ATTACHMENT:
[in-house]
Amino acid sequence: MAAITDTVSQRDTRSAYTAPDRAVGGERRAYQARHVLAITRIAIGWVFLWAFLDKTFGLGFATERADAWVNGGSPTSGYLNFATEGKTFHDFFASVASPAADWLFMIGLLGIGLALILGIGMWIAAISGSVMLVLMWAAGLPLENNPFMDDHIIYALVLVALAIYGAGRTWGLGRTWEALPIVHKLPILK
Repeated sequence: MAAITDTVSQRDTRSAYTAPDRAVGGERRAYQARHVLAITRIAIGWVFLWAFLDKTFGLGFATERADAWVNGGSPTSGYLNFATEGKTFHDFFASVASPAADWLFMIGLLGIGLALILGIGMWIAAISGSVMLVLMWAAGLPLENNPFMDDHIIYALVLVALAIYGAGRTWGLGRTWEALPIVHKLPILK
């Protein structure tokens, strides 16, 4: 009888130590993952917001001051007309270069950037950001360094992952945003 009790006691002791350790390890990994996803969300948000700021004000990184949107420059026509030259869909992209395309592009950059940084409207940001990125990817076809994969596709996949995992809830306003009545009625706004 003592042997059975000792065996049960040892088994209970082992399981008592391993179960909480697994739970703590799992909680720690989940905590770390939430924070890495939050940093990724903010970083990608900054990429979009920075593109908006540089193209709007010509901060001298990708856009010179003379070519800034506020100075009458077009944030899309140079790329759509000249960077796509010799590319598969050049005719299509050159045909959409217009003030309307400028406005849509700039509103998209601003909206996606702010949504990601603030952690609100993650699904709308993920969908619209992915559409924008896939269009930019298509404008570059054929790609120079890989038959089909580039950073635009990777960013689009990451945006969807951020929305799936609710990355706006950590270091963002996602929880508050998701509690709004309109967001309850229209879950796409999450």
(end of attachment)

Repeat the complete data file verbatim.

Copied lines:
[in-house]
Amino acid sequence: MAAITDTVSQRDTRSAYTAPDRAVGGERRAYQARHVLAITRIAIGWVFLWAFLDKTFGLGFATERADAWVNGGSPTSGYLNFATEGKTFHDFFASVASPAADWLFMIGLLGIGLALILGIGMWIAAISGSVMLVLMWAAGLPLENNPFMDDHIIYALVLVALAIYGAGRTWGLGRTWEALPIVHKLPILK
Repeated sequence: MAAITDTVSQRDTRSAYTAPDRAVGGERRAYQARHVLAITRIAIGWVFLWAFLDKTFGLGFATERADAWVNGGSPTSGYLNFATEGKTFHDFFASVASPAADWLFMIGLLGIGLALILGIGMWIAAISGSVMLVLMWAAGLPLENNPFMDDHIIYALVLVALAIYGAGRTWGLGRTWEALPIVHKLPILK
């Protein structure tokens, strides 16, 4: 009888130590993952917001001051007309270069950037950001360094992952945003 009790006691002791350790390890990994996803969300948000700021004000990184949107420059026509030259869909992209395309592009950059940084409207940001990125990817076809994969596709996949995992809830306003009545009625706004 003592042997059975000792065996049960040892088994209970082992399981008592391993179960909480697994739970703590799992909680720690989940905590770390939430924070890495939050940093990724903010970083990608900054990429979009920075593109908006540089193209709007010509901060001298990708856009010179003379070519800034506020100075009458077009944030899309140079790329759509000249960077796509010799590319598969050049005719299509050159045909959409217009003030309307400028406005849509700039509103998209601003909206996606702010949504990601603030952690609100993650699904709308993920969908619209992915559409924008896939269009930019298509404008570059054929790609120079890989038959089909580039950073635009990777960013689009990451945006969807951020929305799936609710990355706006950590270091963002996602929880508050998701509690709004309109967001309850229209879950796409999450």